Today’s NYT has a front page article debating whether Pres. Obama has a realistic plan for eliminating the enormous deficits that the federal government will run in the coming years ; and how this debt will constrain our choices in the future. Let’s keep in mind the fact that our economy can sustain severe economic damage if foreign lenders decide to no longer finance our debt. Here are a few excerpts from the article:
From The NYT:
The story of today’s deficits starts in January 2001, as Pres..Clinton was leaving office. The Congressional Budget Office estimated then that the government would run an average annual surplus of more than $800 billion a year from 2009 to 2012. Today, the government is expected to run a $1.2 trillion annual deficit in those years.
You can think of that roughly $2 trillion swing as coming from four broad categories: the business cycle, Pres…W. Bush’s policies, policies from the Bush years that are scheduled to expire but that Mr. Obama has chosen to extend, and new policies proposed by Mr. Obama.
Mr. Obama’s main contribution to the deficit is his extension of several Bush policies, like the Iraq war and tax cuts for households making less than $250,000. Such policies — together with the Wall Street bailout, which was signed by Mr. Bush and supported by Mr. Obama — account for 20 percent of the swing.
Alan Auerbach, an economist at the University of California, Berkeley, and an author of a widely cited study on the dangers of the current deficits, describes the situation like so: “Bush behaved incredibly irresponsibly for eight years. On the one hand, it might seem unfair for people to blame Obama for not fixing it. On the other hand, he’s not fixing it.”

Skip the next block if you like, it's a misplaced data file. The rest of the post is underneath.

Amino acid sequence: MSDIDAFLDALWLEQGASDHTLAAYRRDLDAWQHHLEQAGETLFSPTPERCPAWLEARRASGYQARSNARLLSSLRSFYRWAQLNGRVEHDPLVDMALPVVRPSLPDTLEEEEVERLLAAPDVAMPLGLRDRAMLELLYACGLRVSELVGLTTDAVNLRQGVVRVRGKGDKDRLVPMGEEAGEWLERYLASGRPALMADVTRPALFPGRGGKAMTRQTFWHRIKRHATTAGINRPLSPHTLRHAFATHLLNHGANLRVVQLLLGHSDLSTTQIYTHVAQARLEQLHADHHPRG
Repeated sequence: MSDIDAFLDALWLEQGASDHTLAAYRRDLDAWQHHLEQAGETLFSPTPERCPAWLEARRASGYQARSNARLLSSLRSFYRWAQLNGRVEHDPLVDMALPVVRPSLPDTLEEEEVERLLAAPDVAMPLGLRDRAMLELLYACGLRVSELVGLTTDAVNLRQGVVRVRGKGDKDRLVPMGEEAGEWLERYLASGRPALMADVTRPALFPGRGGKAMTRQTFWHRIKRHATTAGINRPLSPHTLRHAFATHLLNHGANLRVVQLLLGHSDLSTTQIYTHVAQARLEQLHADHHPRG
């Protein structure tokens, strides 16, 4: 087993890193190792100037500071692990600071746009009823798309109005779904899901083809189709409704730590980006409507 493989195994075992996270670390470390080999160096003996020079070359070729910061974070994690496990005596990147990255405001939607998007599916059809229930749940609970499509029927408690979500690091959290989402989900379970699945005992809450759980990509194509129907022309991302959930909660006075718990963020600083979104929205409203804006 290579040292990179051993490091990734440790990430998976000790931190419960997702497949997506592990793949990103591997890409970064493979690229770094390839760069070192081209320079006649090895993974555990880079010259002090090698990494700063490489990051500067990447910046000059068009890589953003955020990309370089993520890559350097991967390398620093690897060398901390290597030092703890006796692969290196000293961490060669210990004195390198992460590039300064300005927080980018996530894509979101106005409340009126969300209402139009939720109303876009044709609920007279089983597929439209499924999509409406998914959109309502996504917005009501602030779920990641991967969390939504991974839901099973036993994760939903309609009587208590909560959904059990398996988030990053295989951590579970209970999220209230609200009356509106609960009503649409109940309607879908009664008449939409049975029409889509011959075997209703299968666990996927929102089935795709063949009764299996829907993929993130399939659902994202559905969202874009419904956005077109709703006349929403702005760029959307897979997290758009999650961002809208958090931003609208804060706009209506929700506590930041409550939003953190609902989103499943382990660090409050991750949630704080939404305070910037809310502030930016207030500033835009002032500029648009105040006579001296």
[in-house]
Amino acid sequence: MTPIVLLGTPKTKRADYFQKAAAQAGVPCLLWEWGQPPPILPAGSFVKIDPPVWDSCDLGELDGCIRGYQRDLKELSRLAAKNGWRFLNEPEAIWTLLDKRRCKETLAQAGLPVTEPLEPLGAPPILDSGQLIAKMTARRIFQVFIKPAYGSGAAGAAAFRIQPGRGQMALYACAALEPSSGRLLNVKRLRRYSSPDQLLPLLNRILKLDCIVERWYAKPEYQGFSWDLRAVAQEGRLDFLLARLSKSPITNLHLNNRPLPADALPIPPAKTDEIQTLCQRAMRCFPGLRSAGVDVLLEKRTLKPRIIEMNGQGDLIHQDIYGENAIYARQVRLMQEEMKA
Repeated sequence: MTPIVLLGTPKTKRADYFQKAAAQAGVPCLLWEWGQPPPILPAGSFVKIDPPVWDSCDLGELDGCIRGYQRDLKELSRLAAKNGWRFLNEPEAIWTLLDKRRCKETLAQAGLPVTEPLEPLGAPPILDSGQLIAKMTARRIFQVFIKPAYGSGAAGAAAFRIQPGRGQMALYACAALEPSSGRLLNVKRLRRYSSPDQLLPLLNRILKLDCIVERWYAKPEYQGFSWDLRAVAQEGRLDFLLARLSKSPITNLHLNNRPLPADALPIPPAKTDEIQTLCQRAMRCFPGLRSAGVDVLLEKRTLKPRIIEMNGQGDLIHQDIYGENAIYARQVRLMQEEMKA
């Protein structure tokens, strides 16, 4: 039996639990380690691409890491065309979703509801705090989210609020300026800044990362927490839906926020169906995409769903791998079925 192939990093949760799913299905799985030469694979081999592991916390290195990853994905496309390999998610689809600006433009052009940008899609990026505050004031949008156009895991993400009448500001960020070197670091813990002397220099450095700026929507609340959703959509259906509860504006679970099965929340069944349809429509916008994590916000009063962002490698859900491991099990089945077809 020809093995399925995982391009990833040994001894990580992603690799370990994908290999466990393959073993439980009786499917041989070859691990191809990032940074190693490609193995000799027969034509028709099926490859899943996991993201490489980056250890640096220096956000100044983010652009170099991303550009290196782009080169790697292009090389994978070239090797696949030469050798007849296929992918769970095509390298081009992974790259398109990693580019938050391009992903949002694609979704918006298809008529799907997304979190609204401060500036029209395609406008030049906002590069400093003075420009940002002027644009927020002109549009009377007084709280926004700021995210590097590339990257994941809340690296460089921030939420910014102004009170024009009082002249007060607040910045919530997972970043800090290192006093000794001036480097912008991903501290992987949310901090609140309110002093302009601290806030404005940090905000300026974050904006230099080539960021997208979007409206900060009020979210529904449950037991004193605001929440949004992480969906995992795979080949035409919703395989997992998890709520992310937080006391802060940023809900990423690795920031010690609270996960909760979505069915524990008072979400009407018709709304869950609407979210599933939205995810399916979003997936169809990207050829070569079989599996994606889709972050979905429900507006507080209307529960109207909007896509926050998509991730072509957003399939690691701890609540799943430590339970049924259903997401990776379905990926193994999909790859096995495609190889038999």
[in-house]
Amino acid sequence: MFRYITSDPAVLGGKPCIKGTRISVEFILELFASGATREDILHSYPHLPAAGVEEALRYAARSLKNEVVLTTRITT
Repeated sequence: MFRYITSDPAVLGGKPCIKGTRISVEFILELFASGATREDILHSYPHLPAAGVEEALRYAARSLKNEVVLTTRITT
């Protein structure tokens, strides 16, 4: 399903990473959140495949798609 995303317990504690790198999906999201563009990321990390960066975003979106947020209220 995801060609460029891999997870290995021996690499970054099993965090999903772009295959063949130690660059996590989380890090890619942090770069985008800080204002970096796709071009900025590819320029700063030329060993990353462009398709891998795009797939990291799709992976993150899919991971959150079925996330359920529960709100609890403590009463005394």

“And,” he added, “not fixing it is, in a sense, making it worse.”
“Things will get worse gradually,” Mr. Auerbach predicts, “unless they get worse quickly.” Either a solution will be put off, or foreign lenders, spooked by the rising debt, will send interest rates higher and create a crisis.
The solution, though, is no mystery. It will involve some combination of tax increases and spending cuts. And it won’t be limited to pay-as-you-go rules, tax increases on somebody else, or a crackdown on waste, fraud and abuse. Your taxes will probably go up, and some government programs you favor will become less generous.
That is the legacy of our trillion-dollar deficits. Erasing them will be one of the great political issues of the coming decade.
The numbers that appear below are the average annual deficit or surplus for the years 2009-12.
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